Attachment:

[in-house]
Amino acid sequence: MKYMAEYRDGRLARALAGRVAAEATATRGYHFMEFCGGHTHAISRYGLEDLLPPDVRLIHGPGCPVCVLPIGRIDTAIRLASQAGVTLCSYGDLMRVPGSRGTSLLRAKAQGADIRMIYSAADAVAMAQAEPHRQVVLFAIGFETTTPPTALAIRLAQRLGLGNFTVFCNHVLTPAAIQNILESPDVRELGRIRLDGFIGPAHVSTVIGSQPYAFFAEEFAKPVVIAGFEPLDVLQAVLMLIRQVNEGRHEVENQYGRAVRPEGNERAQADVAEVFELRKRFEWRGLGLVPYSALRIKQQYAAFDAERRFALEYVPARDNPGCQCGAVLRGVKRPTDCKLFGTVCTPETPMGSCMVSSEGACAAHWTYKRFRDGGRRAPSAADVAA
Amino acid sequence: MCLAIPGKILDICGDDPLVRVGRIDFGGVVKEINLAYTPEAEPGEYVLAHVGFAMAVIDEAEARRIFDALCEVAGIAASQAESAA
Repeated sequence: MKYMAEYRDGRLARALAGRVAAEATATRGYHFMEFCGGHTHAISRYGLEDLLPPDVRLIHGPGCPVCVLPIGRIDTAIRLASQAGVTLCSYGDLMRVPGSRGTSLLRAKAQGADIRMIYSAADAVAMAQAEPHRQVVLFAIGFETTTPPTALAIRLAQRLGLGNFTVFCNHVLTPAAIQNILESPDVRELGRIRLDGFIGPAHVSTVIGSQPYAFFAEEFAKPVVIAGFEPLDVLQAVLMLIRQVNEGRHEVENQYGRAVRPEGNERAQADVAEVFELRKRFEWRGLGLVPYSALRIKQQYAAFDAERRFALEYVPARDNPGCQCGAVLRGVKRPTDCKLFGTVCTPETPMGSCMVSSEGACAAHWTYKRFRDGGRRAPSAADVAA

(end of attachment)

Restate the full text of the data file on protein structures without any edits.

[in-house]
Amino acid sequence: MKYMAEYRDGRLARALAGRVAAEATATRGYHFMEFCGGHTHAISRYGLEDLLPPDVRLIHGPGCPVCVLPIGRIDTAIRLASQAGVTLCSYGDLMRVPGSRGTSLLRAKAQGADIRMIYSAADAVAMAQAEPHRQVVLFAIGFETTTPPTALAIRLAQRLGLGNFTVFCNHVLTPAAIQNILESPDVRELGRIRLDGFIGPAHVSTVIGSQPYAFFAEEFAKPVVIAGFEPLDVLQAVLMLIRQVNEGRHEVENQYGRAVRPEGNERAQADVAEVFELRKRFEWRGLGLVPYSALRIKQQYAAFDAERRFALEYVPARDNPGCQCGAVLRGVKRPTDCKLFGTVCTPETPMGSCMVSSEGACAAHWTYKRFRDGGRRAPSAADVAA
Amino acid sequence: MCLAIPGKILDICGDDPLVRVGRIDFGGVVKEINLAYTPEAEPGEYVLAHVGFAMAVIDEAEARRIFDALCEVAGIAASQAESAA
Repeated sequence: MKYMAEYRDGRLARALAGRVAAEATATRGYHFMEFCGGHTHAISRYGLEDLLPPDVRLIHGPGCPVCVLPIGRIDTAIRLASQAGVTLCSYGDLMRVPGSRGTSLLRAKAQGADIRMIYSAADAVAMAQAEPHRQVVLFAIGFETTTPPTALAIRLAQRLGLGNFTVFCNHVLTPAAIQNILESPDVRELGRIRLDGFIGPAHVSTVIGSQPYAFFAEEFAKPVVIAGFEPLDVLQAVLMLIRQVNEGRHEVENQYGRAVRPEGNERAQADVAEVFELRKRFEWRGLGLVPYSALRIKQQYAAFDAERRFALEYVPARDNPGCQCGAVLRGVKRPTDCKLFGTVCTPETPMGSCMVSSEGACAAHWTYKRFRDGGRRAPSAADVAA